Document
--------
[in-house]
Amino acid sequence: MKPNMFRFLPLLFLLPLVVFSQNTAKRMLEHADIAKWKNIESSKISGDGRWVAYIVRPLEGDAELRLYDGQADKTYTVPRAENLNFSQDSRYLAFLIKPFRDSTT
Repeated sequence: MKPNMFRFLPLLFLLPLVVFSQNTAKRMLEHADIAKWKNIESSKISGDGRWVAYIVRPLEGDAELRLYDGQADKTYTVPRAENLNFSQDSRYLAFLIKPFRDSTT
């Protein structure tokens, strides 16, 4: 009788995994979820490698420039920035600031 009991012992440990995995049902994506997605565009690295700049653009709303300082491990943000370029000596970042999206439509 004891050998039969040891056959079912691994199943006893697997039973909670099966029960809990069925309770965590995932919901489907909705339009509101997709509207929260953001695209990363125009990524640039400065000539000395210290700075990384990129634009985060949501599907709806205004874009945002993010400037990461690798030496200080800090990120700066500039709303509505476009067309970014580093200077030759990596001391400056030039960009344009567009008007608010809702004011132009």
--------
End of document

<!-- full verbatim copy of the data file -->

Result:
[in-house]
Amino acid sequence: MKPNMFRFLPLLFLLPLVVFSQNTAKRMLEHADIAKWKNIESSKISGDGRWVAYIVRPLEGDAELRLYDGQADKTYTVPRAENLNFSQDSRYLAFLIKPFRDSTT
Repeated sequence: MKPNMFRFLPLLFLLPLVVFSQNTAKRMLEHADIAKWKNIESSKISGDGRWVAYIVRPLEGDAELRLYDGQADKTYTVPRAENLNFSQDSRYLAFLIKPFRDSTT
């Protein structure tokens, strides 16, 4: 009788995994979820490698420039920035600031 009991012992440990995995049902994506997605565009690295700049653009709303300082491990943000370029000596970042999206439509 004891050998039969040891056959079912691994199943006893697997039973909670099966029960809990069925309770965590995932919901489907909705339009509101997709509207929260953001695209990363125009990524640039400065000539000395210290700075990384990129634009985060949501599907709806205004874009945002993010400037990461690798030496200080800090990120700066500039709303509505476009067309970014580093200077030759990596001391400056030039960009344009567009008007608010809702004011132009």